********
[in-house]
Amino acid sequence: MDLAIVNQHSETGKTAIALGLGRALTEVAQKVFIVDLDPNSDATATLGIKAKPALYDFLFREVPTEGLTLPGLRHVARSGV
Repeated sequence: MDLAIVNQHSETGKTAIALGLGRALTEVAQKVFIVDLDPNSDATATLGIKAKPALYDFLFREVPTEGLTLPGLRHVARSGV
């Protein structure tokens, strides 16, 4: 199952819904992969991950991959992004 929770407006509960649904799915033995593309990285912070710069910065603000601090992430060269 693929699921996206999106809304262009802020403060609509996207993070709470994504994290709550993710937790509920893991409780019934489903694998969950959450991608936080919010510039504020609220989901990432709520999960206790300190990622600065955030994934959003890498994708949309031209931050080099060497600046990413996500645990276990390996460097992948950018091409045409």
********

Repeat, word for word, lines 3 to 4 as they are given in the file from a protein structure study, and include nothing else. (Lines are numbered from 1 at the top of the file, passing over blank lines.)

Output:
Repeated sequence: MDLAIVNQHSETGKTAIALGLGRALTEVAQKVFIVDLDPNSDATATLGIKAKPALYDFLFREVPTEGLTLPGLRHVARSGV
């Protein structure tokens, strides 16, 4: 199952819904992969991950991959992004 929770407006509960649904799915033995593309990285912070710069910065603000601090992430060269 693929699921996206999106809304262009802020403060609509996207993070709470994504994290709550993710937790509920893991409780019934489903694998969950959450991608936080919010510039504020609220989901990432709520999960206790300190990622600065955030994934959003890498994708949309031209931050080099060497600046990413996500645990276990390996460097992948950018091409045409």